‘Think of three pairs of superficially similar banks pre-crisis: Citigroup and JPMorgan Chase; Royal Bank of Scotland and Barclays; Belgian-Dutch lender Fortis and BNP Paribas. In each case, when crisis struck, the first needed a taxpayer rescue; the second did not. Yet here is the odd thing. Entering the crisis the capital strength of each pair was near identical. The overall risk culture, and not capital levels, explained their divergent fortunes.’
He notes drily that Tim Geithner realized Merrill Lynch’s risk culture was less than ideal when John Thain (then CEO) could not name his chief risk officer—sitting next to him at the time. Yet without such a blinding red light signal, how do we evaluate a bank’s culture? Samuels readily admits the challenge:
‘But it is hard to measure risk culture. Some weaknesses are, in retrospect, obvious. Citigroup’s board included the chief executives of a galaxy of famous US companies who between them had hardly any banking experience. However, a good risk culture is more complicated than knowing who your risk officer is or having banking experts in the boardroom. Entering the crisis, the directors of RBS included a healthy compliment of extremely experienced bankers who – at the time – regulators, investors and analysts regarded as suitably qualified. Between them the five critical boardroom lieutenants of Fred Goodwin, chief executive, had almost 150 years of relevant banking industry experience. Yet, apparently, the culture was not one that encouraged challenge.’
For Banking Land, Samuels has some suggestions, including having regulators make their own direct, albeit subjective, assessment of the strength of the institution’s ‘risk culture’, aligning chief financial risk officers’ compensation with the firm’s long-term viability by tying it to debt instruments, and disclosing actual loss ratios and records vs. projections. None has the least analog in Law Land.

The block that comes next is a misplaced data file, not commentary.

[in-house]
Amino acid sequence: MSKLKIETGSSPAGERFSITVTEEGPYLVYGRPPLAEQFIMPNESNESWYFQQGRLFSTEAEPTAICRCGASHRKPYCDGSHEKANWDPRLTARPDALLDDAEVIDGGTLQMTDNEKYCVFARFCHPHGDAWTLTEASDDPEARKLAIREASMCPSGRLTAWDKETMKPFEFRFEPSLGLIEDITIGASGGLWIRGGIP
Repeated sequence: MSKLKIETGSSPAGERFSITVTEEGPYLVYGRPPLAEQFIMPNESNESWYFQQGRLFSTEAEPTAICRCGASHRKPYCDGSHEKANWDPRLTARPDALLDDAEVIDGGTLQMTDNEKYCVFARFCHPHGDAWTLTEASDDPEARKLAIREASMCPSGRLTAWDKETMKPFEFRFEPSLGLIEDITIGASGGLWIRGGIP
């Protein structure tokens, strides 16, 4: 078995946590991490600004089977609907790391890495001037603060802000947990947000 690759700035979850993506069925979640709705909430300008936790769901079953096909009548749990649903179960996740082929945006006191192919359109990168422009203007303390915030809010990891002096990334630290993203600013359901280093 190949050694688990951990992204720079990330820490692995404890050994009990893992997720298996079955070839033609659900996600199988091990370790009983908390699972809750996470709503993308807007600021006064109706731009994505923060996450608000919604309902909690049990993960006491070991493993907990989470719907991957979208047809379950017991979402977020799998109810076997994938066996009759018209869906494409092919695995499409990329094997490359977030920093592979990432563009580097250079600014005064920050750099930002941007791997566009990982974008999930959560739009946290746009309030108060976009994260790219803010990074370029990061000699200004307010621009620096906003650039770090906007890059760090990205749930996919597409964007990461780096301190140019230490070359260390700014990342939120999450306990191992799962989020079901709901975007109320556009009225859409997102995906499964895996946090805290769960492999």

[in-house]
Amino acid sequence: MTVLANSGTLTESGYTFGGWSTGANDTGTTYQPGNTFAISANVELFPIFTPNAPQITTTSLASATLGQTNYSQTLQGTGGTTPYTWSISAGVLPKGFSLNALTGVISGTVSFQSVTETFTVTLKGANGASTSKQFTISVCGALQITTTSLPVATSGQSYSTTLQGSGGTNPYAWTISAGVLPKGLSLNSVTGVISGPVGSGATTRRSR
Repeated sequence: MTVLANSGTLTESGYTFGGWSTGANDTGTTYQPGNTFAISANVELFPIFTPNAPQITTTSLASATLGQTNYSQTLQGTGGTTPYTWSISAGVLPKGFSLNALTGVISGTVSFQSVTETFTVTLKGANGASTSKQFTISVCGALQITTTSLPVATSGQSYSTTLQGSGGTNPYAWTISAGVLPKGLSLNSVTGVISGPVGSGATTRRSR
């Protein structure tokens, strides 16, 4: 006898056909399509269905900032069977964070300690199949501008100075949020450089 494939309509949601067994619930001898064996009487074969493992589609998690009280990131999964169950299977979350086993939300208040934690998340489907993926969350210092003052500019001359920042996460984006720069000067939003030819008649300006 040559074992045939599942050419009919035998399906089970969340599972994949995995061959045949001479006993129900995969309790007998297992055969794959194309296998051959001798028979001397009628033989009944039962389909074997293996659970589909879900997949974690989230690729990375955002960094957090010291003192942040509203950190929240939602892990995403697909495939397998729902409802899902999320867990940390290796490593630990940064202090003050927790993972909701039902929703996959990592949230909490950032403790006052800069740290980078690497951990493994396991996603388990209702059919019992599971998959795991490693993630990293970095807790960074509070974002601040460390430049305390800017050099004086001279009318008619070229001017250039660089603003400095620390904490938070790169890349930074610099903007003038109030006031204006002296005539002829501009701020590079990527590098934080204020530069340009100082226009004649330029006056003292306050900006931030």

I noted somewhat casually that culture matters ‘to the ultimate question’, but my thrust was not casual in the least.
The elements of internal law firm culture that are already becoming increasingly pivotal on the issue of that ultimate question centre around issues such as:
- The much-bruited ‘glue’ of the partnership; is it real or is it aspirational (or delusional) thinking?
- The real importance of the values of stewardship within the firm: Do people recognize their obligation to those who came before and attempt to reciprocate by leaving the place better than they found it?
- What is the short-term/long-term horizon ‘quotient’ of your firm’s partners? Is this akin to a marriage, where we’re all in it together for the long run, and relatively petty crimes and misdemeanours should be forgiven in light of focusing on the complete package? Or is it professional sports-free agency?
Questions that management and leadership can pose to itself don’t get much more serious than these.
It’s time to stop treating ‘culture’ as a throwaway line on your firm’s home page and start thinking about, and working hard on, ways to enhance and sustain it. Not for the sake of your clients. For the sake of your firm.
Bruce MacEwen is president of Adam Smith Esq, the legal research and consulting company. Click here to visit the website.